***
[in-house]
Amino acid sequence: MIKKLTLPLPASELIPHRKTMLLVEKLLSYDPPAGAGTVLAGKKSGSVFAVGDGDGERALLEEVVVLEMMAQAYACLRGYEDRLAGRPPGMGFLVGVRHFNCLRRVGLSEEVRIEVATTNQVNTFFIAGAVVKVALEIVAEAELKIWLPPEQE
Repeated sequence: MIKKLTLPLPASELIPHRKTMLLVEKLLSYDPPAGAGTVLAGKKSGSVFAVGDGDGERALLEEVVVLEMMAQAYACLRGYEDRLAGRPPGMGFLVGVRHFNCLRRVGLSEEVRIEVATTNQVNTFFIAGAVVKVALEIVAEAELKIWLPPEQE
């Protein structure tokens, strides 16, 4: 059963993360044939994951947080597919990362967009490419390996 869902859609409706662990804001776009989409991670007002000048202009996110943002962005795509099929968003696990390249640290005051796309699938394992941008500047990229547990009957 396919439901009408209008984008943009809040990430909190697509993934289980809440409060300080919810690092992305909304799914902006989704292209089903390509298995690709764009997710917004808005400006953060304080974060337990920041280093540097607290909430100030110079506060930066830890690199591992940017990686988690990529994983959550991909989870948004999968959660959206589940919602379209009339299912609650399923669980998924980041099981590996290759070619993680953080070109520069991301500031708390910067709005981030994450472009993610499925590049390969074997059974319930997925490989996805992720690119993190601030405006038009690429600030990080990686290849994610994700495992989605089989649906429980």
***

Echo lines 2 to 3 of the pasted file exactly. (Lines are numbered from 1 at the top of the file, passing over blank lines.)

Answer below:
Amino acid sequence: MIKKLTLPLPASELIPHRKTMLLVEKLLSYDPPAGAGTVLAGKKSGSVFAVGDGDGERALLEEVVVLEMMAQAYACLRGYEDRLAGRPPGMGFLVGVRHFNCLRRVGLSEEVRIEVATTNQVNTFFIAGAVVKVALEIVAEAELKIWLPPEQE
Repeated sequence: MIKKLTLPLPASELIPHRKTMLLVEKLLSYDPPAGAGTVLAGKKSGSVFAVGDGDGERALLEEVVVLEMMAQAYACLRGYEDRLAGRPPGMGFLVGVRHFNCLRRVGLSEEVRIEVATTNQVNTFFIAGAVVKVALEIVAEAELKIWLPPEQE